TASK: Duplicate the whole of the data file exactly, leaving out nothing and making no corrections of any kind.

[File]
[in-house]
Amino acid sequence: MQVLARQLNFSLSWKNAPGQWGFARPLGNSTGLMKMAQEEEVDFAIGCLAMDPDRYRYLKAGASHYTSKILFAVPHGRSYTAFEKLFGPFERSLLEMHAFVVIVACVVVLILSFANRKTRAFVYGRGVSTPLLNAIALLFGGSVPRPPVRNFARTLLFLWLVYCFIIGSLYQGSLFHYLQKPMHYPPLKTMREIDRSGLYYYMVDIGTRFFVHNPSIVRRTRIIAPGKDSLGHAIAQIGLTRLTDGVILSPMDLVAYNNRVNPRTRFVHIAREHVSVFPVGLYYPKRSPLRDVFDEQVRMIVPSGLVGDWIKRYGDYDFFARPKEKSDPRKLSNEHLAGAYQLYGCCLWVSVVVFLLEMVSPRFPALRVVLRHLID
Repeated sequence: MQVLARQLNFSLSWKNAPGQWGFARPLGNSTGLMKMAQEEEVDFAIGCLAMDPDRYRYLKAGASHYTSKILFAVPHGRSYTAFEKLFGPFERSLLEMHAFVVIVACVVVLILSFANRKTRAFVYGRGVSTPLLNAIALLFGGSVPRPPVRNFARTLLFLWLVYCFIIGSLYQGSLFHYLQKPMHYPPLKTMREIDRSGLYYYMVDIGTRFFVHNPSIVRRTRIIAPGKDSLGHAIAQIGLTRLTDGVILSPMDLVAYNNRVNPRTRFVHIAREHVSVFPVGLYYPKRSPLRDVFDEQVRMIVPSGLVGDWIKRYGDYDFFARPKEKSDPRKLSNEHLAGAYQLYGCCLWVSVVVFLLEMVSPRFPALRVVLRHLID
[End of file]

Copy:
[in-house]
Amino acid sequence: MQVLARQLNFSLSWKNAPGQWGFARPLGNSTGLMKMAQEEEVDFAIGCLAMDPDRYRYLKAGASHYTSKILFAVPHGRSYTAFEKLFGPFERSLLEMHAFVVIVACVVVLILSFANRKTRAFVYGRGVSTPLLNAIALLFGGSVPRPPVRNFARTLLFLWLVYCFIIGSLYQGSLFHYLQKPMHYPPLKTMREIDRSGLYYYMVDIGTRFFVHNPSIVRRTRIIAPGKDSLGHAIAQIGLTRLTDGVILSPMDLVAYNNRVNPRTRFVHIAREHVSVFPVGLYYPKRSPLRDVFDEQVRMIVPSGLVGDWIKRYGDYDFFARPKEKSDPRKLSNEHLAGAYQLYGCCLWVSVVVFLLEMVSPRFPALRVVLRHLID
Repeated sequence: MQVLARQLNFSLSWKNAPGQWGFARPLGNSTGLMKMAQEEEVDFAIGCLAMDPDRYRYLKAGASHYTSKILFAVPHGRSYTAFEKLFGPFERSLLEMHAFVVIVACVVVLILSFANRKTRAFVYGRGVSTPLLNAIALLFGGSVPRPPVRNFARTLLFLWLVYCFIIGSLYQGSLFHYLQKPMHYPPLKTMREIDRSGLYYYMVDIGTRFFVHNPSIVRRTRIIAPGKDSLGHAIAQIGLTRLTDGVILSPMDLVAYNNRVNPRTRFVHIAREHVSVFPVGLYYPKRSPLRDVFDEQVRMIVPSGLVGDWIKRYGDYDFFARPKEKSDPRKLSNEHLAGAYQLYGCCLWVSVVVFLLEMVSPRFPALRVVLRHLID